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Raccoon Infostealer Back in SEO-Optimized Malicious Campaigns on Google


Security researchers from Sophos Labs recently tracked a new campaign distributing the well-known Raccoon inforstealer. The malware, which is run on as-a-service basis by its developers, has been updated with new tactics, techniques and procedures to steal critical information from its targets. The information Raccoon steals can be uploaded either for sale in criminal marketplaces, or used by cybercriminals for other purposes.

The malware is not excessively sophisticated or innovative, yet its malware-as-a-service (MaaS) model gives cybercriminals a quick-and-easy method to make money by compromising sensitive user details.

The Raccoon infostealer was discovered by Cybereason researchers, who say that “this strain of malware first emerged as recently as 2019, and has already established a strong following among cybercriminals. Its popularity, even with a limited feature set, signals the continuation of a growing trend of the commoditization of malware as they follow a MaaS (Malware-as-a-Service) model and evolve their efforts.”

Raccoon Infostealer-As-A-Service

The malware appears to be controlled from a Tor-based command and control panel server. Like many other commercial web-based services, it is constantly under development with new features and bug fixes. It is even providing automated updates to malware already deployed on infected machines, Sophos says. Even though the malware-as-a-service is mostly sold on Russian speaking forums, it also has advertisements in English and offers support in English.

What is Raccoon capable of? The infostealer can harvest passwords, cookies, and the autofill text for websites, including credit card details and PII browser may store. The malware recently received a clipper update, meaning that it can now target cryptocurrency wallets, and can retrieve or drop files on compromised hosts.

How much does Raccoon malware cost?
According to Sophos analysis, an entry-level, seven-day subscription to Raccoon Stealer is available at $75. This type of malware can be purchased by anyone, regardless of any reputation in the criminal world, the researchers point out. “Services such as Raccoon permit nascent cybercriminals to establish a reputation that would let them subscribe to, or purchase, more advanced malware from more exclusive vendors.”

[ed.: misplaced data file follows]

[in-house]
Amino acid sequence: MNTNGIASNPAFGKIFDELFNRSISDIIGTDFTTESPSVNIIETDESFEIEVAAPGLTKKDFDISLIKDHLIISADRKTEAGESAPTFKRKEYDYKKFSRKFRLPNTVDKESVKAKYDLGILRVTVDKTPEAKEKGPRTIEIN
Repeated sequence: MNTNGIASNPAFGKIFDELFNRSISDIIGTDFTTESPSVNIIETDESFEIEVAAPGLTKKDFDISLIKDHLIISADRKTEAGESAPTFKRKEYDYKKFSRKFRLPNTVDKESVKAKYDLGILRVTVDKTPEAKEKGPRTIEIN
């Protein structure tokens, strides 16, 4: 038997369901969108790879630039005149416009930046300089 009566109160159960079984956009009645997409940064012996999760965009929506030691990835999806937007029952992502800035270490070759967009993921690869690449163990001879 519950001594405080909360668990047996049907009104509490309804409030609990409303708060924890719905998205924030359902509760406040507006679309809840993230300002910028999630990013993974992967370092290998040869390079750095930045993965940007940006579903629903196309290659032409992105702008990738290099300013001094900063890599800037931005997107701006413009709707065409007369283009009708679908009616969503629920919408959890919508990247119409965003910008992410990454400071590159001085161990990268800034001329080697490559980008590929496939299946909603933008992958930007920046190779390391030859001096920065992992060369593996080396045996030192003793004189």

It is worth mentioning that binaries and even source code for some infostealers can be obtained for free. For example, a cracked version of the Azorult information stealer builder is posted on several download sites. Not to mention that there are various offensive security tools, like LaZagne, that threat actors can use for the same purpose. The LaZagne tool specifically has been used by the Dharma ransomware cybercrime gang.

The latest Raccoon campaigns also use SEO

“The vast majority of recent Raccoon samples are distributed via a single dropper campaign leveraging malicious websites,” Sophos says. Search engine optimization, shortly known as SEO, is another technique recently deployed by the cybercriminals behind the infostealer. SEO tricks navigate people looking for a particular software package to visit specific malicious sites and get infected with the malware. “Search for “[software product name] crack” on Google return links to websites that purport to provide downloads of software with license requirements bypassed,” the report shows.

The latest Raccoon campaign comes with search-engine optimized malicious sites that come high in Google results. In addition, they are also promoted on a YouTube channel with video about wares, or pirated software. The researchers also came across samples in telemetry rooted with two specific domains: gsmcracktools.blogspot.com and procrackerz.org.

The malicious sites are typically advertised as repositories of cracked legitimate software packages. However, the files delivered in the campaign were actually masqueraded as droppers. If the potential victim clicks on a link to download such a file, they get through a set of redirector JavaScripts hosted on Amazon Web Services. Then, the victim is sent to one of multiple download locations that deliver various versions of the dropper.

The reason this campaign has been so successful is the economics of an inforstealer.

“Multiplied over tens or hundreds of individual Raccoon actors, it generates a livelihood for Raccoon’s developers and a host of other supporting malicious service providers that allows them to continue to improve and expand their criminal offerings. And those offerings largely hit consumers—especially, as in this case, when they make use of searches for free versions of commercial software,” Sophos concludes.

Milena Dimitrova

An inspired writer and content manager who has been with SensorsTechForum since the project started. A professional with 10+ years of experience in creating engaging content. Focused on user privacy and malware development, she strongly believes in a world where cybersecurity plays a central role. If common sense makes no sense, she will be there to take notes. Those notes may later turn into articles! Follow Milena @Milenyim

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